Revised Deadline: August 20, 2010

On June 2, 2010, the Federal Communications Commission (“FCC” or “Commission”) released a Public Notice seeking nominations of Tribal representatives to serve on the FCC-Native Nations Broadband Task Force (“Task Force”).1 The Public Notice requested that nominations be submitted by July 15, 2010.2 The Commission has determined that a short extension of time to submit nominations is advisable to permit Tribal governments adequate time to complete their internal processes associated with nominating a representative to the Task Force. Therefore, on its own motion, the Commission now extends the deadline for the receipt of nominations of Tribal representatives for the Task Force until August 20, 2010.

As discussed in the June 2, 2010 Public Notice, the Task Force will assist the Commission in fulfilling its commitment to increasing broadband deployment and adoption on Tribal lands. It will be responsible for, among other things, assisting in developing and executing a Commission consultation policy, eliciting input to ensure that Native concerns are considered in all Commission proceedings related to broadband, developing additional recommendations for promoting broadband deployment and adoption on Tribal lands, and coordinating with external entities, including other Federal departments and agencies. The Task Force will be comprised of senior Commission staff and elected leaders from Federally-recognized Native American governments or governmental entities (or their designated employees).

Applicants should be willing to commit to a two-year term of service, which requires participation, either in person or by teleconference, in the meetings of the Task Force. It is anticipated that most meetings will take place in Washington, D.C. Attendance in person will be at the applicant’s own expense. Members will also have an initial and continuing obligation to disclose any interests in, or connections to, persons or entities who are or will be regulated by, or who have interests before, the Commission.

The application for appointment to the Task Force does not require a particular format; however, it should include the following information: (1) name and position of the applicant with respect to a particular Native American government; (2) telephone number; (3) mailing address or e-mail address; (4) brief description of the applicant’s area of expertise and qualifications to serve on the Task Force; and (5) in the case of a person seeking to serve as a “designated employee,” the name of the elected officer for whom the employee would be acting and a copy of the officer’s designation letter, as described below . Applicants seeking to serve as a Tribal representative on the Task Force must submit an application to the Commission no later than _________, 2010.  If submitting by regular mail, send to: Federal Communications Commission, Consumer & Governmental Affairs Bureau, Attention: Lauren H. Kravetz, 445 12th St., S.W., Washington, D.C. 20554. If submitting by facsimile, fax to (202) 418-2839. If submitting by email, send to lauren.kravetz@fcc.gov.

Published by Traci L. Morris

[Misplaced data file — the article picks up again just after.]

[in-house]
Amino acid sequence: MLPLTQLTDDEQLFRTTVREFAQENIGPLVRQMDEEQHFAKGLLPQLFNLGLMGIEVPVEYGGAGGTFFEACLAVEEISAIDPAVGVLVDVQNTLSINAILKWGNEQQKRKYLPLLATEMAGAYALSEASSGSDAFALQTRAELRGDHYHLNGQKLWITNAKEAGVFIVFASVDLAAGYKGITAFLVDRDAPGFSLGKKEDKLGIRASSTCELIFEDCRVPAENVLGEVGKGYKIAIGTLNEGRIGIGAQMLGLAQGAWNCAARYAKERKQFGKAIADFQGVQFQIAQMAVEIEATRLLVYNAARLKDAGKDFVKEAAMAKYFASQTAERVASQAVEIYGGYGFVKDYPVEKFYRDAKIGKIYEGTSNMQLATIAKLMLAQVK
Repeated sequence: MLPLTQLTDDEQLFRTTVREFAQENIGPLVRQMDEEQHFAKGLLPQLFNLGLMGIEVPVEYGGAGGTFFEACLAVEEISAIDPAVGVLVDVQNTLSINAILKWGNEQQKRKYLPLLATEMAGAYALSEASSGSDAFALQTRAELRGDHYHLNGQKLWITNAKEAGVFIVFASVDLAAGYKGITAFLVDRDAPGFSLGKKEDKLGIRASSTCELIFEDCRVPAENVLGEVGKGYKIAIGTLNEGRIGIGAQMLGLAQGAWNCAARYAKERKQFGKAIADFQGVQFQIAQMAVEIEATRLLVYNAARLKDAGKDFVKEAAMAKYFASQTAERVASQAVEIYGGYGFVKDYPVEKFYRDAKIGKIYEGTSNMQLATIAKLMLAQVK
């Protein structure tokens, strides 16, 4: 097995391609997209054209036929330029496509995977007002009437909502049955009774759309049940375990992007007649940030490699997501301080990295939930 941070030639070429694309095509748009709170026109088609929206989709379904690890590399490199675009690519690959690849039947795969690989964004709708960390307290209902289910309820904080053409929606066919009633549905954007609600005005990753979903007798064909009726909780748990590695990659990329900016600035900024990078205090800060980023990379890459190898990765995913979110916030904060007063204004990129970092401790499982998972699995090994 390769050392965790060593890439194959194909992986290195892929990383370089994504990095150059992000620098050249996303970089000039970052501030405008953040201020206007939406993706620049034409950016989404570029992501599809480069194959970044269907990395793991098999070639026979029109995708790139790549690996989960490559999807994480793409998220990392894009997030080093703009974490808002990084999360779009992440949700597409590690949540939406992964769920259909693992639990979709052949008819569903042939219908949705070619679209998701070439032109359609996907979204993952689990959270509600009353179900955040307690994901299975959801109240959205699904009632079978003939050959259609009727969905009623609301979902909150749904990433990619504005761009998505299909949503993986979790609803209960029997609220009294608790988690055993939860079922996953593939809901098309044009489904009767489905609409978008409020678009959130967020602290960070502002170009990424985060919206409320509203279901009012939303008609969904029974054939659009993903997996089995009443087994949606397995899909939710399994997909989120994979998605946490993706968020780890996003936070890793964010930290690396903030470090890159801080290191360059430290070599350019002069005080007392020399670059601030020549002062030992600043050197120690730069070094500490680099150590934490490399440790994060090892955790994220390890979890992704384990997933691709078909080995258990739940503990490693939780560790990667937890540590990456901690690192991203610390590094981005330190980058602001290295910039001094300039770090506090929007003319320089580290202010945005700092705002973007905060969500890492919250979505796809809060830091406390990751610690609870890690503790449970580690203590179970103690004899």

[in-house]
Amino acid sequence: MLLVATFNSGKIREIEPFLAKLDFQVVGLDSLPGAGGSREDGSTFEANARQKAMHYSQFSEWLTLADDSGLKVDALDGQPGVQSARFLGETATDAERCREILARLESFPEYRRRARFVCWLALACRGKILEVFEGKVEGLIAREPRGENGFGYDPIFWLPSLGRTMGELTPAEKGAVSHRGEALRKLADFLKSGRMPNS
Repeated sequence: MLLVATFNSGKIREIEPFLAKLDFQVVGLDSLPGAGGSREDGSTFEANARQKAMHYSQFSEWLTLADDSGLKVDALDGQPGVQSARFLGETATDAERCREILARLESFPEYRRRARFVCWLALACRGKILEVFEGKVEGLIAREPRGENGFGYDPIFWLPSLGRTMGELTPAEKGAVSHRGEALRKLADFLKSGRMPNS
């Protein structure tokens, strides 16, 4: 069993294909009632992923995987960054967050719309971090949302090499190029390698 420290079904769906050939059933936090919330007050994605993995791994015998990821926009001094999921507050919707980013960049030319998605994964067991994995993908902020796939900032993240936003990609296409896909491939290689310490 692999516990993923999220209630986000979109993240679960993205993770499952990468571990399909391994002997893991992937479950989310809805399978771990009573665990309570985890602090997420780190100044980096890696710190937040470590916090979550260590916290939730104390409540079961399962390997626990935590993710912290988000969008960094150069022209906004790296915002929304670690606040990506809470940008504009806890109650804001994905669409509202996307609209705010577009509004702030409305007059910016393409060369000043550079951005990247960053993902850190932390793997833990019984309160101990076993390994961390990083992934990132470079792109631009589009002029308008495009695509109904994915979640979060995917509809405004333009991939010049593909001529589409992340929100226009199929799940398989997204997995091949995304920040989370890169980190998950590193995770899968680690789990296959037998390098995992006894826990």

Dr. Morris, the Director of the American Indian Policy Institute at Arizona State University is a member of the Chickasaw Nation of Oklahoma. Under her leadership, the AIPI has grown and diversified its service to Indian Country via an MOU formalizing a long-standing partnership with the Native American Finance Officers Association (NAFOA) and forming the Tribal Economic Leadership Program offering training in Tribal Economic Governance and Tribal Financial Management; access to Entrepreneurship training and tribal business support through Inno-Nations; and Economic Development Consulting; and, the formalization of the Institute via by-laws and an advisory board comprised of both internal ASU leadership and external tribal and non-tribal leadership. In her work at both ASU and prior, Morris has worked with Native American tribes; Tribal businesses; Native American non-profits; Native media makers, artists, and galleries; written a college-accredited curriculum in Native American new media; and has advocated for digital inclusion at the Federal Communications Commission and on Capitol Hill. Morris’s research and publications on Native American media and the digital divide is focused on Internet use, digital inclusion, network neutrality, digital and new media curriculums, digital inclusion and development of broadband networks in Indian Country. Her book, Native American Voices: A Reader, continues to be a primary teaching tool in colleges throughout the country. Dr. Morris is Affiliated Faculty at ASU's School for the Future of Innovation in Society, an Affiliate of ASU's Center for Gender Equity in Science and Technology, a Senior Sustainability Scholar at the Julie Ann Wrigley Global Institute of Sustainability, President of the Board of the Phoenix Indian Center, Board member of the Arizona American Indian Chamber of Commerce, and on the Advisory Council of the Association of Tribal Archives, Libraries and Museums. Formerly, Morris served member of the Advisory Board for the Department of Labor's Native American Employment and Training Council and served a two-year appointment (2014-2016 and 2010-2012) on the Federal Communications Commission's Consumer Advisory Committee. As an entrepreneur prior to her ASU appointment, Morris founded Homahota Consulting LLC, a national Native American woman-owned professional services firm working in policy analysis, telecommunications, education, and research assisting tribes in their nation-building efforts and working with Native Nations, tribal businesses and those businesses working with tribes. Morris has an M. A. and Ph.D. from the University of Arizona’s American Indian Studies, in addition to a B.A. in Liberal Arts from Colorado State University.

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